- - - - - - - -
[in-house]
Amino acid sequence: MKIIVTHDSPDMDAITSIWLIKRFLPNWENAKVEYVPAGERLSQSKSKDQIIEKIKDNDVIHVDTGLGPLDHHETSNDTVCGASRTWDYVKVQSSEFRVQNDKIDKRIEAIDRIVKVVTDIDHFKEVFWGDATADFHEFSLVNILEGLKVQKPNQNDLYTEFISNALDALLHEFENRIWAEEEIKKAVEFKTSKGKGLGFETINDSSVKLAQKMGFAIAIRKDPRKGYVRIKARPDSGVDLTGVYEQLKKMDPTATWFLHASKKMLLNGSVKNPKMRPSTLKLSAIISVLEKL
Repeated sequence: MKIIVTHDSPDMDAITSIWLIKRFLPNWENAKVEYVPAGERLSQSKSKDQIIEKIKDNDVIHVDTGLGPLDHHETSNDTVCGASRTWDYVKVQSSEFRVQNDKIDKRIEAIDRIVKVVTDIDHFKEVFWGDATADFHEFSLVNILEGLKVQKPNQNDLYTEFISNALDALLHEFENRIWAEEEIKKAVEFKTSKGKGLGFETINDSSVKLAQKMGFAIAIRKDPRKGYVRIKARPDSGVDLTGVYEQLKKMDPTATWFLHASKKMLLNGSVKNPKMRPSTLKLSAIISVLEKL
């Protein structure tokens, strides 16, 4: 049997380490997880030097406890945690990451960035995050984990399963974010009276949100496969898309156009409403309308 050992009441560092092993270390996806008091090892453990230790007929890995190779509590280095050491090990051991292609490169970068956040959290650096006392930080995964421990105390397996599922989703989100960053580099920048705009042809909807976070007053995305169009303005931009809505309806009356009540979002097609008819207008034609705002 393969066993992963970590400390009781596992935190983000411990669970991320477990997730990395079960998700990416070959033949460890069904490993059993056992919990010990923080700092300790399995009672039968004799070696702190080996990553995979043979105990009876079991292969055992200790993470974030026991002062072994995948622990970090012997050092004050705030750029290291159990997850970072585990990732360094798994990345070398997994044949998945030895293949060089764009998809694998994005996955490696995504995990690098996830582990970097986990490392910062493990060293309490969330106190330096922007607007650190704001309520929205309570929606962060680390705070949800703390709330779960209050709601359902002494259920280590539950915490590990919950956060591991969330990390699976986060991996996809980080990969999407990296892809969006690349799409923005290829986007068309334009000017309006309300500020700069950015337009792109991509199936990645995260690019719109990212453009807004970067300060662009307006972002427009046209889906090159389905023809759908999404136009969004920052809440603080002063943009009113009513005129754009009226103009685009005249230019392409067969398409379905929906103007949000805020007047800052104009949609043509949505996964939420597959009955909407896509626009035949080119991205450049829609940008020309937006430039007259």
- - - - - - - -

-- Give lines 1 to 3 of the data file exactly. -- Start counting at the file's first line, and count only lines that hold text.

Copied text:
[in-house]
Amino acid sequence: MKIIVTHDSPDMDAITSIWLIKRFLPNWENAKVEYVPAGERLSQSKSKDQIIEKIKDNDVIHVDTGLGPLDHHETSNDTVCGASRTWDYVKVQSSEFRVQNDKIDKRIEAIDRIVKVVTDIDHFKEVFWGDATADFHEFSLVNILEGLKVQKPNQNDLYTEFISNALDALLHEFENRIWAEEEIKKAVEFKTSKGKGLGFETINDSSVKLAQKMGFAIAIRKDPRKGYVRIKARPDSGVDLTGVYEQLKKMDPTATWFLHASKKMLLNGSVKNPKMRPSTLKLSAIISVLEKL
Repeated sequence: MKIIVTHDSPDMDAITSIWLIKRFLPNWENAKVEYVPAGERLSQSKSKDQIIEKIKDNDVIHVDTGLGPLDHHETSNDTVCGASRTWDYVKVQSSEFRVQNDKIDKRIEAIDRIVKVVTDIDHFKEVFWGDATADFHEFSLVNILEGLKVQKPNQNDLYTEFISNALDALLHEFENRIWAEEEIKKAVEFKTSKGKGLGFETINDSSVKLAQKMGFAIAIRKDPRKGYVRIKARPDSGVDLTGVYEQLKKMDPTATWFLHASKKMLLNGSVKNPKMRPSTLKLSAIISVLEKL